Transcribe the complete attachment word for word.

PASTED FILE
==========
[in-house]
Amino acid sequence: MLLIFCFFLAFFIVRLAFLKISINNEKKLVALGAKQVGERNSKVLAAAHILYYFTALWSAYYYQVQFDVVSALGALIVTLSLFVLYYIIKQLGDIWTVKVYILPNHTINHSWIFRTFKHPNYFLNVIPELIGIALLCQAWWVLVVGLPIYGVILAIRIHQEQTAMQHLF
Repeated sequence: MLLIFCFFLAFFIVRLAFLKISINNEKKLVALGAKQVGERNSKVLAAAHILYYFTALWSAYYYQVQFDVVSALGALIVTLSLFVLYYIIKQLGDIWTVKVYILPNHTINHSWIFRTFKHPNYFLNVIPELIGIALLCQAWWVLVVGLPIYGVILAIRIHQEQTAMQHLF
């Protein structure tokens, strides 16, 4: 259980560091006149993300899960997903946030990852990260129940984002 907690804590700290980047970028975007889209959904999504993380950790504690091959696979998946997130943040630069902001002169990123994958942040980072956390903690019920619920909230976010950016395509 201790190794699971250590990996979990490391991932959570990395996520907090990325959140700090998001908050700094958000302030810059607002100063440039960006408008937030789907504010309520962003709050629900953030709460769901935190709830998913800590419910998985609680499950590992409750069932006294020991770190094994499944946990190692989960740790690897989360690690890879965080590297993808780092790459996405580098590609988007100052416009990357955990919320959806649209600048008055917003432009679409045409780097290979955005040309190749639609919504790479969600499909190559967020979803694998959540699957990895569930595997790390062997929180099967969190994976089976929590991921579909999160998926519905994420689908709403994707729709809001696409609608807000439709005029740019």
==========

[in-house]
Amino acid sequence: MLLIFCFFLAFFIVRLAFLKISINNEKKLVALGAKQVGERNSKVLAAAHILYYFTALWSAYYYQVQFDVVSALGALIVTLSLFVLYYIIKQLGDIWTVKVYILPNHTINHSWIFRTFKHPNYFLNVIPELIGIALLCQAWWVLVVGLPIYGVILAIRIHQEQTAMQHLF
Repeated sequence: MLLIFCFFLAFFIVRLAFLKISINNEKKLVALGAKQVGERNSKVLAAAHILYYFTALWSAYYYQVQFDVVSALGALIVTLSLFVLYYIIKQLGDIWTVKVYILPNHTINHSWIFRTFKHPNYFLNVIPELIGIALLCQAWWVLVVGLPIYGVILAIRIHQEQTAMQHLF
């Protein structure tokens, strides 16, 4: 259980560091006149993300899960997903946030990852990260129940984002 907690804590700290980047970028975007889209959904999504993380950790504690091959696979998946997130943040630069902001002169990123994958942040980072956390903690019920619920909230976010950016395509 201790190794699971250590990996979990490391991932959570990395996520907090990325959140700090998001908050700094958000302030810059607002100063440039960006408008937030789907504010309520962003709050629900953030709460769901935190709830998913800590419910998985609680499950590992409750069932006294020991770190094994499944946990190692989960740790690897989360690690890879965080590297993808780092790459996405580098590609988007100052416009990357955990919320959806649209600048008055917003432009679409045409780097290979955005040309190749639609919504790479969600499909190559967020979803694998959540699957990895569930595997790390062997929180099967969190994976089976929590991921579909999160998926519905994420689908709403994707729709809001696409609608807000439709005029740019």